Hepatitis C

Reporting Obligations

Laboratory confirmed cases must be reported to the Thunder Bay District Health Unit by fax, phone or mail.

  • Fax: (807) 625-4822
  • Phone: 625-8318 or toll-free at 1-888-294-6630, ext. 8318
  • Mail: 999 Balmoral Street, Thunder Bay, ON P7B 6E7


Aetiologic Agent:

The hepatitis C virus (HCV) is a small, single-stranded RNA virus and is a member of the Flaviviridae family.  At least 6 major genotypes and approximately 100 subtypes exist. There is limited evidence about any differences in clinical outcome between the various types; however, differences do exist in responses to antiviral therapy according to HCV genotypes.

Clinical Presentation:

Most cases are usually asymptomatic or have mild illness; presentation is similar to other hepatitis diseases and when symptoms are present, the onset is slow and insidious with anorexia, vague abdominal discomfort, nausea and vomiting and fatigue. A high percentage (50-80%) of infected persons develop chronic infection..

Modes of transmission:

HCV is primarily transmitted by blood-to-blood contact (parenterally). Sexual and mother-to-child have been documented but appears far less efficient or frequent than the parenteral route.

Incubation Period:

Ranges from 2 weeks to 6 months, most commonly 6-9 weeks.

Period of Communicability:

From one or more weeks before the onset of symptoms; most persons are probably infectious indefinitely.


Risk Factors/Susceptibility


Blood transfusion; co-infection with existing STI; invasive surgical/dental/ocular procedures; organ/tissue transplant


Inhalation/injection drug use; shared drug equipment or personal items; tattoo/piercing; electrolysis/acupuncture; high risk sexual practices; occupational exposure; sexual partner is HCV positive; blood exposure (fighting, accident)


Diagnosis & Laboratory Testing

Two serology tests can screen for chronic Hepatitis C infection for patients with risk behaviours or potential past exposures to HCV:

1. anti-HCV testing to assess for previous exposure (if positive, the patient will have antibodies for life) and

2. HCV-RNA testing to check for active virus.

For the RNA test, 2.5 ml of frozen serum, separated within 4 hours of collection (at the lab) must be submitted to an Ontario Public Health Laboratory with a completed Hepatitis PCR Requisition.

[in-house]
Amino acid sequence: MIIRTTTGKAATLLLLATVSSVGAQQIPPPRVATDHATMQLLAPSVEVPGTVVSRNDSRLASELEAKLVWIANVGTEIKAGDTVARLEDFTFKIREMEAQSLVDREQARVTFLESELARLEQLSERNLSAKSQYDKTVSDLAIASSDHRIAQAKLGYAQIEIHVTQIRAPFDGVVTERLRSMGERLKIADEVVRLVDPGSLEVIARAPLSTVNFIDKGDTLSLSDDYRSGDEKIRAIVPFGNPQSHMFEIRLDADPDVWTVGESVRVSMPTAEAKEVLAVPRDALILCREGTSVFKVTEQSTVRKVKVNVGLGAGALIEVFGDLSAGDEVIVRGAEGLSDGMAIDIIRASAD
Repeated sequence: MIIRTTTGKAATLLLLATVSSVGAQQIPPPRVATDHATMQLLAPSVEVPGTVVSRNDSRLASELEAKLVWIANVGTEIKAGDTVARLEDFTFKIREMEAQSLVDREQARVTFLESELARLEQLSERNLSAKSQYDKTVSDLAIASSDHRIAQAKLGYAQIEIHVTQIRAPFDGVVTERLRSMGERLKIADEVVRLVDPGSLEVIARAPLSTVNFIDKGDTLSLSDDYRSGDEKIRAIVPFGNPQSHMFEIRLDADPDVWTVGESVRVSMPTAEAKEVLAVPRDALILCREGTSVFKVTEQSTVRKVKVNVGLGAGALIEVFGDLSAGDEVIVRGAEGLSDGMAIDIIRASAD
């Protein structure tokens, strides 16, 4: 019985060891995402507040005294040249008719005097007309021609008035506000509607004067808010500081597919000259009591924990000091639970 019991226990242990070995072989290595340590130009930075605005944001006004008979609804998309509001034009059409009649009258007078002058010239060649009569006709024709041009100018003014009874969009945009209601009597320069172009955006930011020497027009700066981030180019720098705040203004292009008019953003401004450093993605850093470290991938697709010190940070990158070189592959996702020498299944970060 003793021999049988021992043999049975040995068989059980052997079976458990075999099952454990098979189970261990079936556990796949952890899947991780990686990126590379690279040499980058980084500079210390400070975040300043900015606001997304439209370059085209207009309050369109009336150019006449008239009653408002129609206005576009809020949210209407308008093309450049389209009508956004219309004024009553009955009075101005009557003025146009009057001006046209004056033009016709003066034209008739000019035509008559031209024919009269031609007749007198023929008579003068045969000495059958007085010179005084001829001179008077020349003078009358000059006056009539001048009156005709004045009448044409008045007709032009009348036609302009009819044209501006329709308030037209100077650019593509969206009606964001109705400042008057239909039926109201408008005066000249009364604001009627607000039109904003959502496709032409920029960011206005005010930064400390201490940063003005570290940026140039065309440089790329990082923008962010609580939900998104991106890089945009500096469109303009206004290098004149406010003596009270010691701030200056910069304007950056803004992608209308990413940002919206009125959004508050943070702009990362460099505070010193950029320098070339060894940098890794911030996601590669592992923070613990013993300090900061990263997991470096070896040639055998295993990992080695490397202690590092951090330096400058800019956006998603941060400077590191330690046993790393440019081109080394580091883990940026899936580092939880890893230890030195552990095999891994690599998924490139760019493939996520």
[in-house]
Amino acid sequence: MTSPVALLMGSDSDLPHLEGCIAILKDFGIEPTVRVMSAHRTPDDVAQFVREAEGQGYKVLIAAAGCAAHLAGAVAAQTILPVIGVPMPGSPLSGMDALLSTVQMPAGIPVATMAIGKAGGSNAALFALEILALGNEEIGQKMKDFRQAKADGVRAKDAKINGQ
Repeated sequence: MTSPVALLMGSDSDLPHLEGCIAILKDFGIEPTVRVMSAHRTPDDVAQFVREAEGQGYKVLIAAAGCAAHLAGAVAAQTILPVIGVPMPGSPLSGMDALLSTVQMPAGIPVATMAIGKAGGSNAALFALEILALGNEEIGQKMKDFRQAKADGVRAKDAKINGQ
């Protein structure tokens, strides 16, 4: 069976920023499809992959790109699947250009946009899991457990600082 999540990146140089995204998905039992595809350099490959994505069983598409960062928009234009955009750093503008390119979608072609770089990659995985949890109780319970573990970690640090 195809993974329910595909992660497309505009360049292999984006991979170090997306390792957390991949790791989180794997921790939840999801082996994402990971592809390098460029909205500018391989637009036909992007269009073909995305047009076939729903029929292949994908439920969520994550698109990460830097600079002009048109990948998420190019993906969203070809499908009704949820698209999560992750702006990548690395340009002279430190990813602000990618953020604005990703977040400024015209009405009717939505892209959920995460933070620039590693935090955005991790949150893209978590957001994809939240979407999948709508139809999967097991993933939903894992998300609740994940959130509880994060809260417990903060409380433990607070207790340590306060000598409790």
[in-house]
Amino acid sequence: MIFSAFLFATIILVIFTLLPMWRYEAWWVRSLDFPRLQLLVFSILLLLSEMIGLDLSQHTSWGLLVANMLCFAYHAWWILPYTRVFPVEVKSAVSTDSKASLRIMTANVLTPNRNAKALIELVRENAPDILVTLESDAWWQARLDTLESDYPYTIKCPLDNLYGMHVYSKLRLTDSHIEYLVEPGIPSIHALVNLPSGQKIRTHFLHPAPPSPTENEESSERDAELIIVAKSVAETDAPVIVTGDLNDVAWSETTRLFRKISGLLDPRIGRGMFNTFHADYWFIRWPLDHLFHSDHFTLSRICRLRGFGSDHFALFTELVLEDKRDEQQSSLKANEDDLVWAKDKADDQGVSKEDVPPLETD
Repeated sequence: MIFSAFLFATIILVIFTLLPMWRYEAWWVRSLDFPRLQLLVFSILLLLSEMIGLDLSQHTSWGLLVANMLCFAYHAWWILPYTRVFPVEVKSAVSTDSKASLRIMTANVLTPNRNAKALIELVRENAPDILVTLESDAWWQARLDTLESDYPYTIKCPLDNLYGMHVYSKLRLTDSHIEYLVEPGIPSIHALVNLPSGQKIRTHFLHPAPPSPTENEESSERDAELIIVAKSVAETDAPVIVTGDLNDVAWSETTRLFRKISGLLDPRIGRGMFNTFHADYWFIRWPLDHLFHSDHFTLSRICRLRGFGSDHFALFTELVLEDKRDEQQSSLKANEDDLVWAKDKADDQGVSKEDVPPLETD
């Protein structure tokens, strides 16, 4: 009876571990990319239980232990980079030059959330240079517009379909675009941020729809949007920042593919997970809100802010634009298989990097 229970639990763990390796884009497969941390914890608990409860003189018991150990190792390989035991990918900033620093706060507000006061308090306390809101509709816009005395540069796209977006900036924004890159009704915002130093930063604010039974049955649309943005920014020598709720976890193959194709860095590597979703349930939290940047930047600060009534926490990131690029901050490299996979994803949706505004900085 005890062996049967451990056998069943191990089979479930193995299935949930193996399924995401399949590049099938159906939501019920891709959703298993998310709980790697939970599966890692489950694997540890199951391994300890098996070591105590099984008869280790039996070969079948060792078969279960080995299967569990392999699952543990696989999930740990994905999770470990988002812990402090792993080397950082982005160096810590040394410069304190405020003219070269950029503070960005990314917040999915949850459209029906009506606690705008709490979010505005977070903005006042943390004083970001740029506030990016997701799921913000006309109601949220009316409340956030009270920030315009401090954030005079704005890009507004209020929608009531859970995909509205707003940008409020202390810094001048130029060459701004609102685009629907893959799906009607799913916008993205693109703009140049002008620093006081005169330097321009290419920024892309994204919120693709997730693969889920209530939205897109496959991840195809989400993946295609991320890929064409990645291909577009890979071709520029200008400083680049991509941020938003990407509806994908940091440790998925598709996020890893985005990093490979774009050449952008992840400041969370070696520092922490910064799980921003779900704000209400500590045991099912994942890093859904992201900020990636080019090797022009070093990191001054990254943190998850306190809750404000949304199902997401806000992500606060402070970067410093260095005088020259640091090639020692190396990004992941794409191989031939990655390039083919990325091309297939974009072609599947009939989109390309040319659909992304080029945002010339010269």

Testing Information & Requisition


Treatment & Case Management

The Primary Care Management of Chronic Hepatitis C – Professional Desk Reference 2009 provides guidelines for who should be screened, determining chronic Hepatitis C infection, evaluation, education, and counseling of the HCV infected adult, and assessing for acute Hepatitis C infection.

Hepatitis C (HCV) – Counselling Guidelines for Health Care Professionals (HCP) (PDF) resource was developed for health care professionals by the Thunder Bay District Health Unit.

The patient is eligible for free Hepatitis A and B vaccines. To order, please use the appropriate vaccine order form; hepatitis A or hepatitis B.


Patient Information

Patient Fact Sheet


  1. Ministry of Health and Long Term Care, Infectious Diseases Protocol, 2018; Appendix A (2018) and Appendix B (2018).
  2. CMAJ. "The management of chronic hepatitis C: 2018 guideline update from the Canadian Association for the Study of the Liver."


Additional Resources

  1. Can J Gastroenterology. "Management of chronic Hepatitis C: Consensus Guidelines, 2015."
  2. Can Association for the Study of the Liver. Online app to access and navigate the "Management of chronic Hepatitis C: Consensus Guidelines, 2015."
  3. Canadian Liver Foundation. "Healthy Living with Viral Hepatitis."
  4. Healthy Canadians, Government of Canada, "Hepatitis C."
  5. Canadian AIDS Treatment Information Exchange (CATIE). "Hepatitis C."
Last Updated: 11/04/2019